What is a hemolytic transfusion reaction?
A hemolytic transfusion reaction is a reaction that occurs after a patient receives a transfusion of "incompatible" blood. The red blood cells that were given to the patient are destroyed by the patient's immune system. Blood that you receive in a transfusion must be compatible with your own blood. Being compatible means that the body will not form antibodies against the blood that is received by it.
At what point does a reaction normally occur?
Symptoms of a hemolytic transfusion reaction usually appear during or right after the transfusion. In most cases it occurs very soon after the transfusion often within 24 hrs post-transfusion. It can also occur quickly upon transfusing a few milliliters, or up to 1-2 hours post-transfusion. This is generally referred to as "immediate". Sometimes, they may develop after several days in which case it is a delayed reaction.
Delayed hemolytic reactions commonly occurs about 4-8 days after blood transfusion, but may develop up to one month later. Unfortunately, many delayed hemolytic reactions will go undetected because the red cell destruction occurs slowly. Delayed hemolytic reactions can also occur in patients who have developed antibodies from previous transfusion or pregnancy but, at the time of pretransfusion testing, the antibody in question is too weak to be detected by standard procedures. Subsequent transfusion with red cells having the corresponding antigen results in an anamnestic antibody response and hemolysis of transfused red cells.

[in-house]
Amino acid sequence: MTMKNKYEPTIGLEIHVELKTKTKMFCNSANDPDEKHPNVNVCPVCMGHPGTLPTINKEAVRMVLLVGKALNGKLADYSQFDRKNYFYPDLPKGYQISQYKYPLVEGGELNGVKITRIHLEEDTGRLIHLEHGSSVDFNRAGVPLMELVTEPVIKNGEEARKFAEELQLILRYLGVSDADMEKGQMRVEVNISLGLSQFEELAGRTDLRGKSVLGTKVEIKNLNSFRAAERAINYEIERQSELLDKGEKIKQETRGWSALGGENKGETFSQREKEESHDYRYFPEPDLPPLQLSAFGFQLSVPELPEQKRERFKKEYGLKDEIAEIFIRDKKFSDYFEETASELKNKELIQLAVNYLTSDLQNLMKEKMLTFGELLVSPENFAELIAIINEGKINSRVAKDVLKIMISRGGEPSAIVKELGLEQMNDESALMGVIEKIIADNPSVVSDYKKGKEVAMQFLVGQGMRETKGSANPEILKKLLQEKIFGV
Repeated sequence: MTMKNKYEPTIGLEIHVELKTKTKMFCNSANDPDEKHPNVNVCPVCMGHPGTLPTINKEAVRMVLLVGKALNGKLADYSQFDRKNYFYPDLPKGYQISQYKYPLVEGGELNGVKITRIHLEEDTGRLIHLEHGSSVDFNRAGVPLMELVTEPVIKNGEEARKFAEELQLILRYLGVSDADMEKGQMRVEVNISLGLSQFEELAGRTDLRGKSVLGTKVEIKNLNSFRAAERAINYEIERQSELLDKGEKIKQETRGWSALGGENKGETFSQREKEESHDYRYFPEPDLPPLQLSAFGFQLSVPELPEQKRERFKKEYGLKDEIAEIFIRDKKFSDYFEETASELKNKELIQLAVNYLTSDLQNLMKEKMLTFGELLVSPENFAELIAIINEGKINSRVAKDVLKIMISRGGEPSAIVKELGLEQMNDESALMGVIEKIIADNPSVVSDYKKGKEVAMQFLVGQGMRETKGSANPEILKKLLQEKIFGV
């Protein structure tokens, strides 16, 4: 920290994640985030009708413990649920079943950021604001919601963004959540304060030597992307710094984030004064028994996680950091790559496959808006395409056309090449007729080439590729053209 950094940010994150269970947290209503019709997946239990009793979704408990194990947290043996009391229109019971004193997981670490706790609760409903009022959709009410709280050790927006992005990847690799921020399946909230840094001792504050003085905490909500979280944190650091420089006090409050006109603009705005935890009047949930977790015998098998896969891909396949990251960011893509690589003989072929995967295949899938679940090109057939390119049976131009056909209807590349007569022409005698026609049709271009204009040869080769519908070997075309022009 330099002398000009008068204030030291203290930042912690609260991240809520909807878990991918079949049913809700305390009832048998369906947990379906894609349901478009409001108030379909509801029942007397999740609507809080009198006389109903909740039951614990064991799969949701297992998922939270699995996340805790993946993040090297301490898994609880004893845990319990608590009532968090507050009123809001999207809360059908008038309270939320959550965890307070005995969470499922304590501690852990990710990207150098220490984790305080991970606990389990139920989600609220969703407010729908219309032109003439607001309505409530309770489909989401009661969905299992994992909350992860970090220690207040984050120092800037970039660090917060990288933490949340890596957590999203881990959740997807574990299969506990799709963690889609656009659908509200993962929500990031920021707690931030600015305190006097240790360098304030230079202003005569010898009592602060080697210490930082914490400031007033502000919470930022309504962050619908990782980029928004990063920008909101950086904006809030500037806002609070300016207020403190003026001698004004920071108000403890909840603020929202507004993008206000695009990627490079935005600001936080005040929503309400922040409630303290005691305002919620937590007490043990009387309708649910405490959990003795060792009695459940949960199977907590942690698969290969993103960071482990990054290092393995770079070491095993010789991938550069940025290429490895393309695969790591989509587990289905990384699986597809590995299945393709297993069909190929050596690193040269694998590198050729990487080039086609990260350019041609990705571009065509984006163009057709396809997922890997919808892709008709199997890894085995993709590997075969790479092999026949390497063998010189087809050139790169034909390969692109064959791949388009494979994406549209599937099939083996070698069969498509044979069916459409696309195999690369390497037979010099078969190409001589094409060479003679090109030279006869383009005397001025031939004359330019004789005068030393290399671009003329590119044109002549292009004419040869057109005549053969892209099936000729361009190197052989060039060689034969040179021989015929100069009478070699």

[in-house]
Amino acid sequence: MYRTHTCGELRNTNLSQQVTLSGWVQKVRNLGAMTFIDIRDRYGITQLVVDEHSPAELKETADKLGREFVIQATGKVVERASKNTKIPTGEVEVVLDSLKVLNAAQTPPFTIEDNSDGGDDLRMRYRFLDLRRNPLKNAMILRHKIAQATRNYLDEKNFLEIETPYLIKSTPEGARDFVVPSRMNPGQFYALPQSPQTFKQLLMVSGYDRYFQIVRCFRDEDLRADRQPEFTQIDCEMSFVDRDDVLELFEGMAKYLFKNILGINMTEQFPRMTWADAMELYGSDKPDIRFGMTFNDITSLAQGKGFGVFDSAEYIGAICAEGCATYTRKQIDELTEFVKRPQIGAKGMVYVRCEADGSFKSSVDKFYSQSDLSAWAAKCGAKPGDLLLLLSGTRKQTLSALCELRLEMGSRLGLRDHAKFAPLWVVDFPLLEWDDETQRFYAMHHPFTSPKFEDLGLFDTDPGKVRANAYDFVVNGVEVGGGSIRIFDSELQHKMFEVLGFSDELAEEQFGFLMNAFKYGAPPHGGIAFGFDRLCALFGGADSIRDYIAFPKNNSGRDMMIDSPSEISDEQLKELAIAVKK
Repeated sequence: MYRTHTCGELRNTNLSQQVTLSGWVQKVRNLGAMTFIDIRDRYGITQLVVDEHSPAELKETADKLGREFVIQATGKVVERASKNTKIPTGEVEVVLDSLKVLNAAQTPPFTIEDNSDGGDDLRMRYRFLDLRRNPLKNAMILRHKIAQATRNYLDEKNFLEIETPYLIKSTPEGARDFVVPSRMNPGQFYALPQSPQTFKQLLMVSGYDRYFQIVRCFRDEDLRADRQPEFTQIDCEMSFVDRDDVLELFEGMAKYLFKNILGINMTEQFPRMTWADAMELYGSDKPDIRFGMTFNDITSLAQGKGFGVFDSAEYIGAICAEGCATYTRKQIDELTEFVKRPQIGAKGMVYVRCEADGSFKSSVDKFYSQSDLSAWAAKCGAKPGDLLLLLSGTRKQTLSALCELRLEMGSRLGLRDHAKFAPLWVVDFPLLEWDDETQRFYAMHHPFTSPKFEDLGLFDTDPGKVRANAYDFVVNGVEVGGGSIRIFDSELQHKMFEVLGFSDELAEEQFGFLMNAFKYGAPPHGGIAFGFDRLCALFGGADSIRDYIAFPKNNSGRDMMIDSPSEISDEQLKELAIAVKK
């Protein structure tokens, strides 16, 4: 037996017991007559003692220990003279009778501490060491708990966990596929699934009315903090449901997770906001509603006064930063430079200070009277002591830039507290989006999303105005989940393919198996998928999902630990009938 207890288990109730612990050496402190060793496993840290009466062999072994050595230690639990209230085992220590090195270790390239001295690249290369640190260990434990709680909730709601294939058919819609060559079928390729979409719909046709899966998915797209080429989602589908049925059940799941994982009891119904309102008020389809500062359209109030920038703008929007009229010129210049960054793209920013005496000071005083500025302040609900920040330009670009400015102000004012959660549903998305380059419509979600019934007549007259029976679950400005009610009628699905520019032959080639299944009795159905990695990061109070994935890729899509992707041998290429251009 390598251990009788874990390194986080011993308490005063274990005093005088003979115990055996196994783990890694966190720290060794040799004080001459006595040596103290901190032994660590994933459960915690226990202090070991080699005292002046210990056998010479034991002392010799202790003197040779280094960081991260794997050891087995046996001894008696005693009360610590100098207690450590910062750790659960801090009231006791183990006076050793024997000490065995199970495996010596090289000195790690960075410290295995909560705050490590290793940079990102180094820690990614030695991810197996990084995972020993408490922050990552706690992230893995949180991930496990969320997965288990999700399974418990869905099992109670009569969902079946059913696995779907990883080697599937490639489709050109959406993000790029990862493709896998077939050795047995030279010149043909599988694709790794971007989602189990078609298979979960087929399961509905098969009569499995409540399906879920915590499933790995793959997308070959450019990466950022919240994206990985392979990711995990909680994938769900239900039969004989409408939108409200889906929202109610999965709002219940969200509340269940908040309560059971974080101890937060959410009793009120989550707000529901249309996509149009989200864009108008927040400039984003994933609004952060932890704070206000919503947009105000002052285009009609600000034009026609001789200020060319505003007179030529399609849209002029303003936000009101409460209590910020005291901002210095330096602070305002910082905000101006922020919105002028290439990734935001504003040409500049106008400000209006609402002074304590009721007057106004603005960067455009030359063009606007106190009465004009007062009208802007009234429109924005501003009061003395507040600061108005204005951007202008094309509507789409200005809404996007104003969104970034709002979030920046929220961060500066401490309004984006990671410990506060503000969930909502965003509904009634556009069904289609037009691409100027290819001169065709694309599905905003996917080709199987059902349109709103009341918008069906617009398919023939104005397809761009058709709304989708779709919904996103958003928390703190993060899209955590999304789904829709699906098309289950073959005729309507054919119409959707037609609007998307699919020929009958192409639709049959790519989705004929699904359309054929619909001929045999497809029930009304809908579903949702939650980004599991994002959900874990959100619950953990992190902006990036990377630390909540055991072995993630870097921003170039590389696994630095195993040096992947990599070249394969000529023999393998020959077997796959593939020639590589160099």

What are the symptoms?
Flushing: An acute hemolytic transfusion reaction may cause almost immediate flushing of the skin. The skin turns bright pink. This is mostly observed in the face, although flushing may be widely distributed.
Pain at the Infusion Site: Transfusion of incompatible blood typically causes burning or aching pain at the IV site where the blood is entering the body. Pain may extend along the blood vessel into which the transfused blood is flowing. The skin over the infusion site and along the blood vessel path may be warm to the touch.
Anxiety: People experiencing an acute hemolytic transfusion reaction often report sudden, extreme anxiety as the transfused blood enters the body. Feelings of danger or looming disaster are commonly experienced.
Back and Chest Pain: A transfusion with incompatible blood frequently causes low back or flank pain (the region between the hipbone and the ribs). Chest pain and tightness are also common symptoms.
Fever and Chills: The immune system response in an acute hemolytic transfusion reaction causes a rapid spike in body temperature. Shaking chills commonly accompany the fever.
Cold, Clammy Skin: An acute hemolytic transfusion reaction commonly causes shock. With shock, the blood pressure drops precipitously causing cold, clammy skin. These skin effects are due to a release of a hormone called epinephrine.
Shortness of Breath and Pounding Heartbeat: The symptoms of an acute hemolytic transfusion reaction typically begin within the first five to 60 minutes of beginning the transfusion. Shortness of breath and a pounding, rapid heartbeat develop as the body goes into shock. In very severe cases, it can turn out to be a life-threatening condition where certain body parts is not getting enough blood flow thereby causing organ damage.